Department of History
University of California, Irvine
 Instructor:    Dr. Barbara J. Becker


Lecture 11.  Machine?


René Descartes (1596-1650) abandoned his plans to publish World and Treatise on Man in 1633, after learning of Galileo's condemnation, but he did not give up his ambition to loosen Aristotle's stranglehold on philosophy by laying a new authoritative foundation based only on clear and distinct ideas. 

The Mechanics of Sensory Perception

He excerpted non-controversial portions of World -- those in which he explained light's reflective and refractive behavior -- and incorporated them in new essays on optics and meteorology.  In 1637, he published these two essays along with one on geometry in a larger work titled Discourse on the Method of rightly conducting one's reason and seeking the truth in the sciences.... 

Meanwhile, in addition to writing and publishing more on his proposed method for practicing the New Philosophy [Meditations on First Philosophy (1641) and Principles of Philosophy (1644)], Descartes continued his anatomical studies, writing down his reflections on the mechanics of human physiology and embryonic development. 

In 1645, one of Descartes' notable correspondents, Princess Elizabeth of Bohemia (1618-1680), pressed him to explicate the nature of the soul and its role in animating the body -- the very topic he had discussed at length in Treatise on Man.  In response to her query, Descartes produced a new essay -- The Passions of the Soul -- built upon Treatise on Man's fundamental physiological principles.  Then, in 1647, he began -- but never finished -- a more complete revision of Treatise on Man simply titled, Description of the Human Body.  He circulated The Passions of the Soul privately until it was published in 1649.  Description of the Human Body was published in 1664 together with the original text of Treatise on Man.

excerpt from
Descartes' Treatise on Man (c. 1632-1640)

[Part 5:  On the structure of the brain of this machine, and how the spirits are distributed there so as to cause its movements and its sensations]

...I desire that you consider that all the functions that I have attributed to this machine, such as the digestion of food, the beating of the heart and the arteries, the nourishment and growth of the bodily parts, respiration, waking and sleeping; the reception of light, sounds odours, smells, heat, and other such qualities by the external sense organs; the impression of the ideas of them in the organ of common sense and the imagination, the retention or imprint of these ideas in the memory; the internal movements of the appetites and the passions; and finally the external movements of all the bodily parts that so aptly follow both the actions of objects presented to the senses, and the passions and impressions that are encountered in memory:  and in this they imitate as perfectly as is possible the movements of real men.  I desire, I say, that you should consider that these functions follow in this machine simply from the disposition of the organs as wholly naturally as the movements of a clock or other automaton follow from the disposition of its counterweights and wheels.  To explain these functions, then, it is not necessary to conceive of any vegetative or sensitive soul, or any other principle of movement or life, other than its blood and its spirits which are agitated by the heat of the fire that burns continuously in its heart, and which is of the same nature as those fires that occur in inanimate bodies.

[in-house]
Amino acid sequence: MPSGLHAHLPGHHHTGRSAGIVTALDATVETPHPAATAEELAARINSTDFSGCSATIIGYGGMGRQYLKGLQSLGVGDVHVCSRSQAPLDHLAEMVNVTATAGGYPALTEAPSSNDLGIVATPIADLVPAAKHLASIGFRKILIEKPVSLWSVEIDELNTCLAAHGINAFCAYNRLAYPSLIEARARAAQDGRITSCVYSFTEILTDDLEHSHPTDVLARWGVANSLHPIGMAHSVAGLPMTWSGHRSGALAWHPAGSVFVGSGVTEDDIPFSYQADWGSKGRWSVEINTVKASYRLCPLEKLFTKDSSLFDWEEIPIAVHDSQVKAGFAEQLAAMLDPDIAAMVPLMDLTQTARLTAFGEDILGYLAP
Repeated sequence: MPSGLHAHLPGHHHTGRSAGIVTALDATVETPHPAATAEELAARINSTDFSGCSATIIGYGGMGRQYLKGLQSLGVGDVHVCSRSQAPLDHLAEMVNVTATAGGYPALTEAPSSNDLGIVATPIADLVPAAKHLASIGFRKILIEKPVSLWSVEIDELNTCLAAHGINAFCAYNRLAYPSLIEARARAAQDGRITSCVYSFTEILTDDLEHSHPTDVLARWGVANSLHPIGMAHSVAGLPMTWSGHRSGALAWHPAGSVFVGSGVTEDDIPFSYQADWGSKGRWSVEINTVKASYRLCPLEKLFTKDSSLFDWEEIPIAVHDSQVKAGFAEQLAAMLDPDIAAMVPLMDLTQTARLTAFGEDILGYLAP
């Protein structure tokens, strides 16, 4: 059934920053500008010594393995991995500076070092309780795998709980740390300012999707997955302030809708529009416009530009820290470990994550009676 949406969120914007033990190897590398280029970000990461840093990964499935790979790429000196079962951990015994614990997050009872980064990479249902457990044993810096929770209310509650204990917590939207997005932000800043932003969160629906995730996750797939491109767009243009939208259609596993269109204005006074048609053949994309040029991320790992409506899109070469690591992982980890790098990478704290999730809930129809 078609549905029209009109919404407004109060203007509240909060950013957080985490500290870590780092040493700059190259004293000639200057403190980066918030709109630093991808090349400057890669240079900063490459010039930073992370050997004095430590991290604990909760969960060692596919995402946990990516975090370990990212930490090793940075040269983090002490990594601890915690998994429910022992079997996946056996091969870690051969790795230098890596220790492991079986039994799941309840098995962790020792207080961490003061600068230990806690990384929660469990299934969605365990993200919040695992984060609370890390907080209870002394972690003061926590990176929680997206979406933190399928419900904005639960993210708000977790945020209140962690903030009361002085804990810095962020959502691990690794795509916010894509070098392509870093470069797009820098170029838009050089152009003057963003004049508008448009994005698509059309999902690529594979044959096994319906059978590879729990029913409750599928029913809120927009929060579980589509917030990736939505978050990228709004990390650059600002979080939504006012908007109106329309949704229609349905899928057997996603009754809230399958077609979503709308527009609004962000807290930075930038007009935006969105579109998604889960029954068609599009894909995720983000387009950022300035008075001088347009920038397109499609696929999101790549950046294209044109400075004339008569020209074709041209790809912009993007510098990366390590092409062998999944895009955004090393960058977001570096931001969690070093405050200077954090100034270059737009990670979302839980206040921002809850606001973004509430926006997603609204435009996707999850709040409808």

Descartes' Mechanical Man
Body Part
Mechanical Analogy
heart heat source; causes the expansion of the blood; limited space in the heart forces the expanded fluid out into the arteries; similar to the furnace of a steam engine
valves doors; open and close in response to pressure of blood flow
blood vessels tubes; carry blood to the body's extremities; heavier, less refined blood flows naturally downward and outward from heart; lighter, more refined blood flows naturally upward toward the brain
brain as blood nourishes the brain, subtle animal spirits are produced and stored in the brain's cavities like water in a storage tank
animal spirits fast moving, fine particles that move like a gentle wind
nerves pipes; carry the animal spirit between brain and extremities
pineal gland master controller; monitors and controls the flow of animal spirit
muscles and tendons springs; uncoil and recoil in response to the flow of animal spirit and hence move the bones to which they are attached

The New Philosophy

As the seventeenth century moved into its second half, many thoughtful individuals -- whether they agreed or not with Descartes' method and his mélange of mechanistic notions of how everything from man to universe was structured and operated -- they enthusiastically identified themselves as adherents of the "New Philosophy."